Their faces are familiar to almost everyone.
About the picture we first know two things: its author and perhaps the story of the canvas. But the fate of those who looks at us from the canvases, we know not so much. Today we decided to talk about the women whose faces we are familiar, and their stories are not.
1. Jeanne Samary — Auguste Renoir, “portrait of the actress Jeanne Samari”, 1877.
Actress Jeanne Samari, though are unable to become a star of stage (she played mostly maids), but lucky for her something else: for some time she lived near the Studio of Renoir, who in 1877-1878 was painted four portraits of her, thereby glorifying far more than it could do her acting career. Jeanne has appeared in productions with 18 years, at 25 she got married and had three children, and then even wrote a children’s book. But he lived this charming lady, unfortunately, a short time in 33 years became ill with typhoid fever and died.
2. Cecilia Gallerani — Leonardo da Vinci, “Lady with an ermine”, 1489-1490.
Cecilia Gallerani was a girl from a noble Italian family, who at the age of 10 (!) years was already engaged. However, when the girl was 14, the engagement for unknown reasons was canceled, and Cecilia is sent to a monastery, where he met (or it was a setup) with the Duke of Milan, Ludovico Sforza. Began a novel, Cecilia became pregnant, and the Duke placed the girl in his castle, but then it was time to enter into a dynastic marriage with another woman, which, of course, the presence of the mistress in their house do not like. Then after the birth Gallerani, the Duke took his son, but she was married to an impoverished count.
In this marriage, Cecilia gave birth to four children, kept almost the first European literary salon, visited the Duke at a party and enjoyed playing with his child from a new lover. After a while the husband of Cecilia died, the war came, she lost her welfare and found refuge in the home of the sister of the same of their wives — in such a wonderful relationship she managed to be with people. After the war, Gallerani returned to his estate, where he lived until his death at the age of 63 years.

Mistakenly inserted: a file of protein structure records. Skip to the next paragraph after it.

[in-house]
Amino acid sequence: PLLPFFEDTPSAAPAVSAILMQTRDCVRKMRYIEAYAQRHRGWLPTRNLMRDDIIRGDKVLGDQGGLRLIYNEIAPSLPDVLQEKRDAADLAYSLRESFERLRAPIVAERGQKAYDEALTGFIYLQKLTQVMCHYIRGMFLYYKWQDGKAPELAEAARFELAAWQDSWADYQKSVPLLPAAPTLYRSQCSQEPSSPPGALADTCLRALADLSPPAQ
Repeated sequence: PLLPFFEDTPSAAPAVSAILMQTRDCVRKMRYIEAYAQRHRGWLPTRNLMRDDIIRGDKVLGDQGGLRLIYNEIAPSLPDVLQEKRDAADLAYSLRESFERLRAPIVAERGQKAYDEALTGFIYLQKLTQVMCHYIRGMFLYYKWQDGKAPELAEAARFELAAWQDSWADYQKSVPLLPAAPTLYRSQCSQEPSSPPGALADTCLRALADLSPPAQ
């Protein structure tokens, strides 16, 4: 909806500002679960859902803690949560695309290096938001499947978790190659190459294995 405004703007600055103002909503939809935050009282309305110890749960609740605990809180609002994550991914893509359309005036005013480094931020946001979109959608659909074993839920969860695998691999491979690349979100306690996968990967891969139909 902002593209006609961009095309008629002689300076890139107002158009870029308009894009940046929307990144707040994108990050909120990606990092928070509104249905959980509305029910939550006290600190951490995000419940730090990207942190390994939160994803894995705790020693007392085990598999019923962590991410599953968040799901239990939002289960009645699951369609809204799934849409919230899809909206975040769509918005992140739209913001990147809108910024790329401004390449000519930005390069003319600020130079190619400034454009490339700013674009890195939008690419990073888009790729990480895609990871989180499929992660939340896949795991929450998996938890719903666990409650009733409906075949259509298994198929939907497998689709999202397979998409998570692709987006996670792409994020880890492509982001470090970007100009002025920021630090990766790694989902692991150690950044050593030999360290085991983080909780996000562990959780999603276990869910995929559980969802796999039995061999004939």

3. Zinaida Yusupova — V. A. Serov, “Portrait of Princess Zinaida Yusupova”, 1902
A rich Russian heiress, last of the Yusupov, Princess Zinaida was incredibly handsome, and, despite the fact that its location was made among others of the Royal family, she wanted to marry for love. Wish his she realized: the marriage was happy and brought two sons. Yusupov a lot of time and effort spent on charitable activities, and after the revolution continued and in exile. Beloved eldest son was killed in a duel, when the Princess was 47 years old, and she suffered that kind of loss. Since the beginning of unrest Yusupov left Petersburg and settled in Rome, and after the death of her husband the Princess moved to her son in Paris, where he spent the remainder of his days.
4. Maria Lopukhina — V. L. Borovikovsky “Portrait of M. I. Lopukhina”, 1797
Borovikovsky wrote a lot of portraits of Russian noblewomen, but this is the most fascinating. Maria Lopukhina, the representative of the aristocratic Tolstoy family, pictured here at the tender age of 18. The portrait was commissioned by her husband Stepan Avraamovich Lopukhin soon after the wedding. Ease and slightly arrogant glance seem to be whether the usual pose for a similar portrait of the era of sentimentalism, or signs of melancholy and poetic disposition. The fate of this mysterious girl was sad: after only 6 years after the painting Maria died from tuberculosis.
5. Giovanina and Amazilia Pacini — Karl Briullov, “Rider”, 1832
“Horsewoman” Briullov — the brilliant official portrait, in which luxurious and bright colors, and the splendor of the hangings, and the beauty of the models. It depicts two girls, who bore the surname Pacini: senior Jovanna sitting on horses, Junior Amazilia looks at her from the porch. Painting Karl Briullov — its long beloved ordered their foster mother, Countess Julia Pavlovna Samoilova, one of the most beautiful women of Russia and the heir of the huge state. Grown-up daughters, the Countess guaranteed a large dowry. But it so happened that by old age it almost went bankrupt, and then foster daughter Giovanina and Amazilia through the court exacted from the Countess promised the money and property.
6. Simonetta Vespucci, Sandro Botticelli, “the Birth of Venus”, 1482-1486.